Michelle Liu

Just after 8 p.m. on Super Tuesday, canvassers and candidates alike crowded through the side entrance of Wexler-Grant Community School, seeking primary results for the city’s only contested co-chair race this year.

As a poll worker announced the number of votes received by the first two names on the ballot — 182 for Vicky Dancy and 188 for Gabrielle Diaz ’18 — Dancy’s and Diaz’s supporters began to clap. Incumbent Cordelia Thorpe was not present to learn that she had received 66 votes, while her running mate Angela Watley garnered 70. The results wrapped up a day of heavy canvassing for the Dancy-Diaz slate, which received support from both Dixwell Alder Jeanette Morrison and outgoing Ward 22 Co-Chair Maxwell Ulin ’17. Dancy and Diaz begin their two-year terms on Wednesday.

“I’m not trying to start a political career,” Diaz said. “I’m just trying to help out Dixwell.”

Diaz, a student in Timothy Dwight College, attributed the wide margin of support she and Dancy — an adjunct professor at Gateway Community College — received to votes from Yale students. Diaz herself had personally reached out to undergraduates living in TD and Silliman over the course of the day, knocking on doors and making phone calls.

Earlier that afternoon, the school’s side entrance remained sparsely populated, while the poll numbers indicated low voter turnout. By 2:30 p.m., only 133 of the 1,872 voters registered for the election had cast ballots.

Morrison said the race provided her with an opportunity to educate community members on the functions of the ward co-chairs, who register voters and work with the alder.

Both Morrison and the Thorpe–Watley team had stationed themselves outside of the school when polls opened at 6 a.m. They were joined by a rotating cast of volunteers, other elected officials and a guest appearance from Boodie Watt’s Hot Dogs truck, owned by Watley’s brother.

Watley and Thorpe told the News Tuesday afternoon that the “Q” House — a former youth and community center which received a $14.5 million revitalization grant from the state in January — was being used as a political tool by Morrison’s team. Thorpe claimed that she and state Sen. Gary Winfield secured those funds in a promise from then-Stamford Mayor Dannel Malloy in the 2006 Connecticut Democratic gubernatorial primary. That year, Malloy lost to former New Haven Mayor John DeStefano.

The Thorpe–Watley slate had instead focused on “grassroots” campaigning through door-knocking and phone-calling, Watley said.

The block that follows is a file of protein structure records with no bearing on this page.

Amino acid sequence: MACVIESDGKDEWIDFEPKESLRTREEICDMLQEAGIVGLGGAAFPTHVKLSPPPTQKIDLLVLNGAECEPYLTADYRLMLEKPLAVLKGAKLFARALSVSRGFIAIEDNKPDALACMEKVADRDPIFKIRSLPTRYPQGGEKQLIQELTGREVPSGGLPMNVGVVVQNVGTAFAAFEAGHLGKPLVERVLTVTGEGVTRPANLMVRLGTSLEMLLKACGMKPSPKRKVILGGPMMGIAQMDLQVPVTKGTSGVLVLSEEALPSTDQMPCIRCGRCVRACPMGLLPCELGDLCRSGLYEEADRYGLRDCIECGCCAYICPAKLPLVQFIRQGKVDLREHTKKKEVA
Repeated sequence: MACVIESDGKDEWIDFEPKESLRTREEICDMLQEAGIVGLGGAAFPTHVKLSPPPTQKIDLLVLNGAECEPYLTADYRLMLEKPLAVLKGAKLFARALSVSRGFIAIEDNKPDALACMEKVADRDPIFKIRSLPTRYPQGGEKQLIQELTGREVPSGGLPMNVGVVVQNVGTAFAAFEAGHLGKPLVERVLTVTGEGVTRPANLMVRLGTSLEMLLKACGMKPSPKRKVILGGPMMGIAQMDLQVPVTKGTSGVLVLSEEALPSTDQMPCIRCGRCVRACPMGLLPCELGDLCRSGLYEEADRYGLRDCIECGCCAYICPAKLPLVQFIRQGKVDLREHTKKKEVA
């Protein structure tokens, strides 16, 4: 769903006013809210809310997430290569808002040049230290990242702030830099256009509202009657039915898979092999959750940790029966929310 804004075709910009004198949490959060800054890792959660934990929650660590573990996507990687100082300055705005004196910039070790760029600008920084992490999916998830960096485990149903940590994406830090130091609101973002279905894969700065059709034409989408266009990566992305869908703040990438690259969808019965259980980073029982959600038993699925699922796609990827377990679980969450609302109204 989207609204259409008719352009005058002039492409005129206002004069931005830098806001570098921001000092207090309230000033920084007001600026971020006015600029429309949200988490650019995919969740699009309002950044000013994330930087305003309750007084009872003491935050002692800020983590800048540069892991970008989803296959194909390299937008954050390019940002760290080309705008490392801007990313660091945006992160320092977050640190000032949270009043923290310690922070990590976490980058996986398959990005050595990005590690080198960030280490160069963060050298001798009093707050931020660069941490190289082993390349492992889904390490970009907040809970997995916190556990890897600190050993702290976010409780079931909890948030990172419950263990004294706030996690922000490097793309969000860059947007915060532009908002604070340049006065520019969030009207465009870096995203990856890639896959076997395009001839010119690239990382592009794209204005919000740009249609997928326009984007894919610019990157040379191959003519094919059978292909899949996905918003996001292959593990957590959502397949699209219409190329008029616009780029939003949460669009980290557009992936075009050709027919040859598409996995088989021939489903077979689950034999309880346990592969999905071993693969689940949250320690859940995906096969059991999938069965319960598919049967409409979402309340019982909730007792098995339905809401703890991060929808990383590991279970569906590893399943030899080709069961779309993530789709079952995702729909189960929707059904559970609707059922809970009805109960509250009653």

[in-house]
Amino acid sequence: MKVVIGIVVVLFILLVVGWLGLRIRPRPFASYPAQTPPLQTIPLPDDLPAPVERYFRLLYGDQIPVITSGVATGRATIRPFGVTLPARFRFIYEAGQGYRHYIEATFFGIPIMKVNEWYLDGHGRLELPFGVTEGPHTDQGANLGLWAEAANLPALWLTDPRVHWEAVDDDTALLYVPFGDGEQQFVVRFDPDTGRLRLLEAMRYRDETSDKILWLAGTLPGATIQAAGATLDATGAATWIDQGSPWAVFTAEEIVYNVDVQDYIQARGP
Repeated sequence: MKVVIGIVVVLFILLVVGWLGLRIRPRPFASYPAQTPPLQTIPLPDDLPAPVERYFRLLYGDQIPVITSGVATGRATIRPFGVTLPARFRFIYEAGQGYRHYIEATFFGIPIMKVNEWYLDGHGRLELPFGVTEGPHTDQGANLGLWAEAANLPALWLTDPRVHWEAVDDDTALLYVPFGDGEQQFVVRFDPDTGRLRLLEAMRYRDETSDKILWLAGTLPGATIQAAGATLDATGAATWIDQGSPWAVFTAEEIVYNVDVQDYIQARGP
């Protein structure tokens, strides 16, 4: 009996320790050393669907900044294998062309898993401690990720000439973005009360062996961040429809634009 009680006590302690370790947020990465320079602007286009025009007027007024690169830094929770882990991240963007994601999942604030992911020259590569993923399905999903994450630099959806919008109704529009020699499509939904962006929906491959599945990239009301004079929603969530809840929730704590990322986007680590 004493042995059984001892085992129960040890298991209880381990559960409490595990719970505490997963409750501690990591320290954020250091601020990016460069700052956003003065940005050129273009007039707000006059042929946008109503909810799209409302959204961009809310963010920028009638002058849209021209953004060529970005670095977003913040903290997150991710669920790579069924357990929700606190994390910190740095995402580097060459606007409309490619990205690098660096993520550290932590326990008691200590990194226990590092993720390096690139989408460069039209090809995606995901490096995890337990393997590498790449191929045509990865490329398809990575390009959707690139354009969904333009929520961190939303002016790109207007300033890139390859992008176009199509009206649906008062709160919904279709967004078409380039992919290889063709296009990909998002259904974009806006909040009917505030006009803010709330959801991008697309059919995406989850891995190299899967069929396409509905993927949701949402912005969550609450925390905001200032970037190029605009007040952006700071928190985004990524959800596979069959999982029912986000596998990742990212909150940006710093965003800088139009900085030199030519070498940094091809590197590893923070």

That afternoon, Morrison and Watley clashed briefly in front of the school. One of Watley’s supporters insisted that the ward — which Morrison said was a 50–50 split between Yale and Dixwell — was actually comprised of 35 percent Yale students and 65 percent other neighborhood residents. Watley then accused Morrison of pandering to the University.

“We have to respond to both sides of the ward,” Morrison said. “We can’t just focus on Dixwell or Yale.”

Morris Cove Alder Sal DeCola, present that afternoon, was one of a slew of alders — including President of the Board of Alders Tyisha Walker, Westville Alder Adam Marchand GRD ’99 and Hill Alder Dolores Colón ’91 — who joined Morrison outside Wexler-Grant over the course of the day.

DeCola said this aldermanic support demonstrated the teamwork of the BOA. He added that co-chairs who stand with their alder help the alder further neighborhood outreach.

“When you have two co-chairs that fight against you, it causes disharmony,” he said.

Dixwell resident Barbara Whitaker, who greeted Morrison that afternoon with a hug, said she voted for Morrison’s candidates solely because of her support for the alder.

Former Democratic Deputy Registrar of Voters Helen Powell, who said she had campaigned without help from other volunteers, received 24 votes. Standing outside the polling place in a maroon coat and holding a lit cigarette, Powell said her loss would not affect her as she plans to run for Democratic registrar of voters later in the year.

Thorpe could not be reached for comment Tuesday evening.

Connecticut’s Democratic and Republican primaries for the U.S. presidential election will be held April 26.